[0058] Controlling translocation speeds of polymers through nanopores is necessary to permit collection of data from which sequence information can be obtained. Translocation speeds depend in part on the voltage difference (or electrical field strength) across a nanopore and conditions in the reaction mixture of the first chamber where nucleic acid polymers are exposed to the nanopores (e.g. disposed in a solid phase membrane making up one wall of the first chamber). Nucleic acid polymer capture rates by nanopores depend on concentration of such polymers. In some embodiments, conventional reaction mixture conditions for nanopore sequencing may be employed with the invention, for example, 1M KC1 (or equivalent salt, such as NaCl, LiCl, or the like) and a pH buffering system (which, for example, ensures that proteins being used, e.g. protein nanopores, nucleases, or the like, are not denatured). In some embodiments, a pH buffering system may be used to keep the pH substantially constant at a value in the range of 6.8 to 8.8. In some embodiments, a voltage difference across the nanopores may be in the range of from 70 to 200 mV. In other embodiments, a voltage difference across the nanopores may be in the range of from 80 to 150 mV. An appropriate voltage for operation may be selected using conventional measurement techniques. Current (or voltage) across a nanopore may readily be measured using commercially available instruments. A voltage difference may be selected so that translocation speed is within a desired range. In some embodiments, a range of translocation speeds comprises those speeds less than 1000 nucleotides per second. In other embodiments, a range of translocation speeds is from 10 to 800 nucleotides per second; in other embodiments, a range of translocation speeds is from 10 to 600 nucleotides per second; in other embodiments, a range of translocation speeds is from 200 to 800 nucleotides per second; in other embodiments, a range of translocation speeds is from 200 to 500 nucleotides per second. Labels for Nanopores and Polymers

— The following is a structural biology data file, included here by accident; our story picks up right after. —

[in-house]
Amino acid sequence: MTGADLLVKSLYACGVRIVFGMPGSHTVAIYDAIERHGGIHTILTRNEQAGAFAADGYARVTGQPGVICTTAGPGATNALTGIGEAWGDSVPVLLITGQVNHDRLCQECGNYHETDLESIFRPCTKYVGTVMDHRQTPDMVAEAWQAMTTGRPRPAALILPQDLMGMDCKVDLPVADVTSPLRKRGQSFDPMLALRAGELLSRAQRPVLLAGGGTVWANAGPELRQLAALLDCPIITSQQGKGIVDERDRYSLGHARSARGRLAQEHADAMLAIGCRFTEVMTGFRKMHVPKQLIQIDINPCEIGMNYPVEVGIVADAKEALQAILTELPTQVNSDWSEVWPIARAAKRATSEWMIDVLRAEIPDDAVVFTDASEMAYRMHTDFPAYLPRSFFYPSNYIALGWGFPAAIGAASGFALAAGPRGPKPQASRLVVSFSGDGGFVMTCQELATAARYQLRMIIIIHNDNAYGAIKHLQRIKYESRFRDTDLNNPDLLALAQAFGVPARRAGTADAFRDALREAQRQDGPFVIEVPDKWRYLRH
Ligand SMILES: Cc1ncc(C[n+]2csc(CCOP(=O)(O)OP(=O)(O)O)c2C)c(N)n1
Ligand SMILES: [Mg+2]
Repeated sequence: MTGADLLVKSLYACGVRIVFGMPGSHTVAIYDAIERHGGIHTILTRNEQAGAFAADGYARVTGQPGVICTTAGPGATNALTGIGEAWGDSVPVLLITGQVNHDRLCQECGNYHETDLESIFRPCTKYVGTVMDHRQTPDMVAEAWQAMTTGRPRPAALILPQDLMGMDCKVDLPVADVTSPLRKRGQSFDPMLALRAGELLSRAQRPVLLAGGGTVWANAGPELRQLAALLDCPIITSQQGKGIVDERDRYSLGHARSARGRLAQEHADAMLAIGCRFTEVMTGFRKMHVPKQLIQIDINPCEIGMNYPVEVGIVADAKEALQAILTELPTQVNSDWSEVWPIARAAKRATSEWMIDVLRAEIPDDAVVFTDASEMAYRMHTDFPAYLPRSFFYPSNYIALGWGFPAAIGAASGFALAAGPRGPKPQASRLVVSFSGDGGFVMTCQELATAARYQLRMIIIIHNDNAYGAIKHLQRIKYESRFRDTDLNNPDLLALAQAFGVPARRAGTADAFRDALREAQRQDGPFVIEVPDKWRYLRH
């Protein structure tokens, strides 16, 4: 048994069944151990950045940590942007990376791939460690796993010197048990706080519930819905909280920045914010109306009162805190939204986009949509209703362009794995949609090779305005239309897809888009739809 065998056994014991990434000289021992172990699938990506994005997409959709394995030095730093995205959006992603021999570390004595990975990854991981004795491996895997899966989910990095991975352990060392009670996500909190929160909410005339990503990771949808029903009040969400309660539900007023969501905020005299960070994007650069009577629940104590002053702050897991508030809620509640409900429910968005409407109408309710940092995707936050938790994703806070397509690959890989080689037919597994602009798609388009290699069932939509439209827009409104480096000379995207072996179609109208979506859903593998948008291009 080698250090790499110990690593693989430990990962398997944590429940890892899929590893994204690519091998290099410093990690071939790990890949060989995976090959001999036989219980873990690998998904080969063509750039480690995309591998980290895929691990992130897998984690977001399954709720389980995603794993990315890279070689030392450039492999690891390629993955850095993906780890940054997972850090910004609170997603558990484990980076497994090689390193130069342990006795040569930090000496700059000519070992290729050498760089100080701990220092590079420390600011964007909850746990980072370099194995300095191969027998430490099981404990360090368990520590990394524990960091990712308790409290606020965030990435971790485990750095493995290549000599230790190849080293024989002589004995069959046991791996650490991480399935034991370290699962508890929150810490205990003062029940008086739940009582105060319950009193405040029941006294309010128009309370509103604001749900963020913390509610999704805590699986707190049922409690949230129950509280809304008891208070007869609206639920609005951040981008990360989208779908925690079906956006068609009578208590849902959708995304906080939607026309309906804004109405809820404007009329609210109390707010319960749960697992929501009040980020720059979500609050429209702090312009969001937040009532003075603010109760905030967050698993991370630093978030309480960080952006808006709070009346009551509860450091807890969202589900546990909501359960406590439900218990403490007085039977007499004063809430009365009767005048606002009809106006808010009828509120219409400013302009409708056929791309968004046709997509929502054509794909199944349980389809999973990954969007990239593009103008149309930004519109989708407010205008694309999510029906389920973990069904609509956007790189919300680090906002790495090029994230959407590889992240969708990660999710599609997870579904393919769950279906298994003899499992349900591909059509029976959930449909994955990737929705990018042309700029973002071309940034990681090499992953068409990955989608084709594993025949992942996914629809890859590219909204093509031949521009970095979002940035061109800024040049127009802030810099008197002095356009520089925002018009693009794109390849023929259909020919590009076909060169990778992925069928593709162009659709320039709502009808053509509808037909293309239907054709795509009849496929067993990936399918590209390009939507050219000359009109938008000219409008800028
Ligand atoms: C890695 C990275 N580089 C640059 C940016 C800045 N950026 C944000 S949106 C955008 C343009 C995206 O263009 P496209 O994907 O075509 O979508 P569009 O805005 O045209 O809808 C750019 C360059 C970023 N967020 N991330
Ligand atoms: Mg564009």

[0059] In some embodiments, a nanopore may be labeled with one or more quantum dots. In particular, in some embodiments, one or more quantum dots may be attached to a nanopore, or attached to a solid phase support adjacent to (and within a FRET distance of an entrance or exit of a nanopore), and employed as donors in FRET reactions with acceptors on analytes. Such uses of quantum dots are well known and are described widely in the scientific and patent literature, such as, in U.S. patents 6,252,303; 6,855,551 ; 7,235,361 ; and the like, which are incorporated herein by reference.